In the early 1970s Kahn resigned, and Zulfikar Ali Bhutto restored constitutional government and civilian rule. Indian Prime Minister Indira Gandhi agreed to withdraw her troops from all Pakistan territories. Kashmir, however, remained in dispute, and Indian troops remained positioned there. In 1973 Pakistan adopted a new constitution that provided for a president as head of state and a prime minister as chief executive. Bhutto became Prime Minister, and Chaudhri Fazal Elahi was elected president. When Bhutto's political party was accused of election fraud in the mid-1970s, General Mohammed Zia-Ul-Haq declared martial law and removed Bhutto from office. Elahi resigned in 1978, and Zia declared himself president. His government convicted Bhutto of ordering the murder of a political opponent and executed him in 1979.
Martial law ended in 1985 when Zia allowed the election of a new parliament. However, three years later he removed the prime minister and parliament from power, but later that year he died in a plane crash. Benazir Bhutto, daughter of Zulfikar Ali Bhutto and head of the Pakistan People's Party, was elected prime minister of the new parliament. She became the first woman to ever head an elected government in an Islamic nation. Ghulan Ishaq Khan became president and, in 1990 accused Bhutto of corruption and removed her from office. The Islamic Democratic Alliance, a coalition of reformist political parties, won a majority of parliamentary seats in the new October elections. Nawaz Sharif of the Pakistan Muslim League, the chief party of the coalition, became Prime Minister, but political unrest continued. In the mid-1990s military pressure dissolved Pakistan's parliament and Khan and Sharif resigned. Once more, Benazir Bhutto became prime minister. This time President Leghari accused her of corruption, and she was removed from office again three years later. A law passed by parliament in April 1997 stripped the Pakistani president of the powers to dismiss the prime minister and to call new elections.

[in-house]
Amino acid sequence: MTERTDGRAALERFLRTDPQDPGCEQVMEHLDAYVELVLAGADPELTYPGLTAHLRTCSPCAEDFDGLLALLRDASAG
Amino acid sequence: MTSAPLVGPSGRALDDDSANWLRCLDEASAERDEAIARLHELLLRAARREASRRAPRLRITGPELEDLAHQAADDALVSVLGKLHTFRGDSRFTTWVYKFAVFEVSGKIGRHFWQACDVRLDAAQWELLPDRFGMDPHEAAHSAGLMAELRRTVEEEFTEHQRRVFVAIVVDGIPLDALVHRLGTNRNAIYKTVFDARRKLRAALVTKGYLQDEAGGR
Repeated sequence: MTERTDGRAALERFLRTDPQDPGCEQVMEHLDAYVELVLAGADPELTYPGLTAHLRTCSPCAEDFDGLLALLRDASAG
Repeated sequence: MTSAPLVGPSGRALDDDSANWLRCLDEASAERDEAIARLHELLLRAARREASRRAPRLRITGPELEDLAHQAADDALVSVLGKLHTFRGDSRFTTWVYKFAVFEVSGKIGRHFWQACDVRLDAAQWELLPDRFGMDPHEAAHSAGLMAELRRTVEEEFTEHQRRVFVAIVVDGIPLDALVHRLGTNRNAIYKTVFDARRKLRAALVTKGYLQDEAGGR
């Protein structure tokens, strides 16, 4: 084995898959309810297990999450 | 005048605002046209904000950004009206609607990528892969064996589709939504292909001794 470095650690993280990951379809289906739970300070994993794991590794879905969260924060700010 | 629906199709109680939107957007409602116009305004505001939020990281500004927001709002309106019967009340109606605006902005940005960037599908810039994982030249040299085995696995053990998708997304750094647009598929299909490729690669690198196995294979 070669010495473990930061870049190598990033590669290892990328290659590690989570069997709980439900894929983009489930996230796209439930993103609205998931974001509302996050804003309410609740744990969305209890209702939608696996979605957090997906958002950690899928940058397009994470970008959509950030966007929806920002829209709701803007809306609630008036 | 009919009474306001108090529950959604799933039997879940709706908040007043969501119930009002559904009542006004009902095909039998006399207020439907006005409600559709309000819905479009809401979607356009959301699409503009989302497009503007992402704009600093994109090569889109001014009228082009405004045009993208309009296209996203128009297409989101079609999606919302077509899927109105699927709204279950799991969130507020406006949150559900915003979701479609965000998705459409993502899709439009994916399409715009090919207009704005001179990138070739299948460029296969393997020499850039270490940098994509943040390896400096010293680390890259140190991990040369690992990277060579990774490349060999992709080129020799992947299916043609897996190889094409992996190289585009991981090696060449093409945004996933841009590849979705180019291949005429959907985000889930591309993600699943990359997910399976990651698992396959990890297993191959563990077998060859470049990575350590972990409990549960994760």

In October 1999 General Pervez Musharraf led a military coup to stop government corruption. He dissolved the parliament, suspended the Constitution and declared himself the head of a transition government; in 2001 he declared himself president. Musharraf incited protests from Pakistani supporters of Afghanistan's Islamic government when he allowed United States armed forces to operate in Pakistan during the war on terrorism. After India's Parliament building was attacked, causing the death and injury of 20 people, India blamed Pakistan of supporting terrorists. The incident led both countries to build up military forces along their common border, again threatening the fragile stability of the region.